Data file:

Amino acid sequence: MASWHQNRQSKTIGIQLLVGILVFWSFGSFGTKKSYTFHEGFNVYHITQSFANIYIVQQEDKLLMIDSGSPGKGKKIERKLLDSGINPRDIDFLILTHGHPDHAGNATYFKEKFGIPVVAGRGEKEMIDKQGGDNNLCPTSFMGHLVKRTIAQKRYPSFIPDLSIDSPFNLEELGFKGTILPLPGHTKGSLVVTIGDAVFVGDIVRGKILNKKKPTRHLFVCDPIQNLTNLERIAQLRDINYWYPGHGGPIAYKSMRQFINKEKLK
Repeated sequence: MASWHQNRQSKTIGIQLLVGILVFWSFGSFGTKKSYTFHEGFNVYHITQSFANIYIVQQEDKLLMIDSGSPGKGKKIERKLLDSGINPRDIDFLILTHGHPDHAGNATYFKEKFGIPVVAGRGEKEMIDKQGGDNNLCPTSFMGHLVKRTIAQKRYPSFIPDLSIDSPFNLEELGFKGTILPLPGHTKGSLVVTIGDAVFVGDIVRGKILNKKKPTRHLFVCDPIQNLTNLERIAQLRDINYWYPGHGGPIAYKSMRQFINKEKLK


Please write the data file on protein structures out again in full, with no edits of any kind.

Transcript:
Amino acid sequence: MASWHQNRQSKTIGIQLLVGILVFWSFGSFGTKKSYTFHEGFNVYHITQSFANIYIVQQEDKLLMIDSGSPGKGKKIERKLLDSGINPRDIDFLILTHGHPDHAGNATYFKEKFGIPVVAGRGEKEMIDKQGGDNNLCPTSFMGHLVKRTIAQKRYPSFIPDLSIDSPFNLEELGFKGTILPLPGHTKGSLVVTIGDAVFVGDIVRGKILNKKKPTRHLFVCDPIQNLTNLERIAQLRDINYWYPGHGGPIAYKSMRQFINKEKLK
Repeated sequence: MASWHQNRQSKTIGIQLLVGILVFWSFGSFGTKKSYTFHEGFNVYHITQSFANIYIVQQEDKLLMIDSGSPGKGKKIERKLLDSGINPRDIDFLILTHGHPDHAGNATYFKEKFGIPVVAGRGEKEMIDKQGGDNNLCPTSFMGHLVKRTIAQKRYPSFIPDLSIDSPFNLEELGFKGTILPLPGHTKGSLVVTIGDAVFVGDIVRGKILNKKKPTRHLFVCDPIQNLTNLERIAQLRDINYWYPGHGGPIAYKSMRQFINKEKLK